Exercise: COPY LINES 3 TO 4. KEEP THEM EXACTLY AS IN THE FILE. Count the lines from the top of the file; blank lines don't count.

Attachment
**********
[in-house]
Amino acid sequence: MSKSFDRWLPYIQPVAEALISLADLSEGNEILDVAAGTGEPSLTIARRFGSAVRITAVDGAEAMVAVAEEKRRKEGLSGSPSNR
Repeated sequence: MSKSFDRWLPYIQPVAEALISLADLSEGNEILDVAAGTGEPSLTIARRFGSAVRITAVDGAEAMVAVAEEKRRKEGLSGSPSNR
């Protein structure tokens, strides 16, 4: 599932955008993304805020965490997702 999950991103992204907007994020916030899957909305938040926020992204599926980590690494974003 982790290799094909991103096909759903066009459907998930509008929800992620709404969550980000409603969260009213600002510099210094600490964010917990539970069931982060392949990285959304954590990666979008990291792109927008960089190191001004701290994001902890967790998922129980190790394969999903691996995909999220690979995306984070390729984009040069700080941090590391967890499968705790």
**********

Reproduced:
Repeated sequence: MSKSFDRWLPYIQPVAEALISLADLSEGNEILDVAAGTGEPSLTIARRFGSAVRITAVDGAEAMVAVAEEKRRKEGLSGSPSNR
């Protein structure tokens, strides 16, 4: 599932955008993304805020965490997702 999950991103992204907007994020916030899957909305938040926020992204599926980590690494974003 982790290799094909991103096909759903066009459907998930509008929800992620709404969550980000409603969260009213600002510099210094600490964010917990539970069931982060392949990285959304954590990666979008990291792109927008960089190191001004701290994001902890967790998922129980190790394969999903691996995909999220690979995306984070390729984009040069700080941090590391967890499968705790």